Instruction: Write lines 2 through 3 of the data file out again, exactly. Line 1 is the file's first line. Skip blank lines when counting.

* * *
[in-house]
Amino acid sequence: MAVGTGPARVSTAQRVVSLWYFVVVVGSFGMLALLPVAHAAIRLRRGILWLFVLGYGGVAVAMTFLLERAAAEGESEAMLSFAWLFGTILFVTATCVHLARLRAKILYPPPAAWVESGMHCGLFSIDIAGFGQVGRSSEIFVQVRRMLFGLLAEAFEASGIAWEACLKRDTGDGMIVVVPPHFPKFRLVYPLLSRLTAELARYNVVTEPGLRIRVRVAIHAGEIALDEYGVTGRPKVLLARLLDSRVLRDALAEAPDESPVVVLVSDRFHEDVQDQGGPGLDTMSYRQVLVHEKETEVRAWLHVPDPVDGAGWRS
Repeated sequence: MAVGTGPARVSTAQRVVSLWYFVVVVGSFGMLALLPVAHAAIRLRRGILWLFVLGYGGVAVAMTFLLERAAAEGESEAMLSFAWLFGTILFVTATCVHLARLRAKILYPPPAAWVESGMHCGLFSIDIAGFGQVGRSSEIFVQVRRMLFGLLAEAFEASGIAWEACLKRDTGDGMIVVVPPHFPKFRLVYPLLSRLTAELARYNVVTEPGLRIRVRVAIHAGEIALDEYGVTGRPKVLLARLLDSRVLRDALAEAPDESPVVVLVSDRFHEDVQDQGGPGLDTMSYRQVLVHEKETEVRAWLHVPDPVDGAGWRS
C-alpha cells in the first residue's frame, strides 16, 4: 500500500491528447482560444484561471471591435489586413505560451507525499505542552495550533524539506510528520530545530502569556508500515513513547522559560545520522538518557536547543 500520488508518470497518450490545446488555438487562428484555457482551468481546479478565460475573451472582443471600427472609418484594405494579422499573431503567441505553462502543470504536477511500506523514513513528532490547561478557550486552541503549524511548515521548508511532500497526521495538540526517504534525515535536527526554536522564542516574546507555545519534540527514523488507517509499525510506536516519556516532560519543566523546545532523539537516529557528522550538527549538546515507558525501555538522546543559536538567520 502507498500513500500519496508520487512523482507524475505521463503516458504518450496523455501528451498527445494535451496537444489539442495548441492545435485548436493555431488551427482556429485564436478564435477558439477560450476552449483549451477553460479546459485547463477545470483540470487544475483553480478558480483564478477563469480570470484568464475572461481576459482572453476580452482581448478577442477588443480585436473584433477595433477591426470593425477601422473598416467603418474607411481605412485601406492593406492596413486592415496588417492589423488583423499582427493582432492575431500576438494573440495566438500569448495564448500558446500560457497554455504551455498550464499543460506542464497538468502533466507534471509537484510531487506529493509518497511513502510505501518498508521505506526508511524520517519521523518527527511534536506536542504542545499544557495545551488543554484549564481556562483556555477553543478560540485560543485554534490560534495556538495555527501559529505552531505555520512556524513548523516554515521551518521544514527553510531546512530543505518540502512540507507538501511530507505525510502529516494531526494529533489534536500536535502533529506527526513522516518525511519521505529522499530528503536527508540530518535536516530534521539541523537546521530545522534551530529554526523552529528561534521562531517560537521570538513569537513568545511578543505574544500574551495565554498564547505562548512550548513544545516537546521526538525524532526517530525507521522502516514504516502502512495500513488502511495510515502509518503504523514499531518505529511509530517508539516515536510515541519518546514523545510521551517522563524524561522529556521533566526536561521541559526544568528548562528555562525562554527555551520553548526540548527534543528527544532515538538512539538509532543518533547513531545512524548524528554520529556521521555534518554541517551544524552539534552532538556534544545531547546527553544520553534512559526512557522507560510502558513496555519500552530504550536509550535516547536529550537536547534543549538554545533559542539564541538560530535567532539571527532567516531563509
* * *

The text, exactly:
Amino acid sequence: MAVGTGPARVSTAQRVVSLWYFVVVVGSFGMLALLPVAHAAIRLRRGILWLFVLGYGGVAVAMTFLLERAAAEGESEAMLSFAWLFGTILFVTATCVHLARLRAKILYPPPAAWVESGMHCGLFSIDIAGFGQVGRSSEIFVQVRRMLFGLLAEAFEASGIAWEACLKRDTGDGMIVVVPPHFPKFRLVYPLLSRLTAELARYNVVTEPGLRIRVRVAIHAGEIALDEYGVTGRPKVLLARLLDSRVLRDALAEAPDESPVVVLVSDRFHEDVQDQGGPGLDTMSYRQVLVHEKETEVRAWLHVPDPVDGAGWRS
Repeated sequence: MAVGTGPARVSTAQRVVSLWYFVVVVGSFGMLALLPVAHAAIRLRRGILWLFVLGYGGVAVAMTFLLERAAAEGESEAMLSFAWLFGTILFVTATCVHLARLRAKILYPPPAAWVESGMHCGLFSIDIAGFGQVGRSSEIFVQVRRMLFGLLAEAFEASGIAWEACLKRDTGDGMIVVVPPHFPKFRLVYPLLSRLTAELARYNVVTEPGLRIRVRVAIHAGEIALDEYGVTGRPKVLLARLLDSRVLRDALAEAPDESPVVVLVSDRFHEDVQDQGGPGLDTMSYRQVLVHEKETEVRAWLHVPDPVDGAGWRS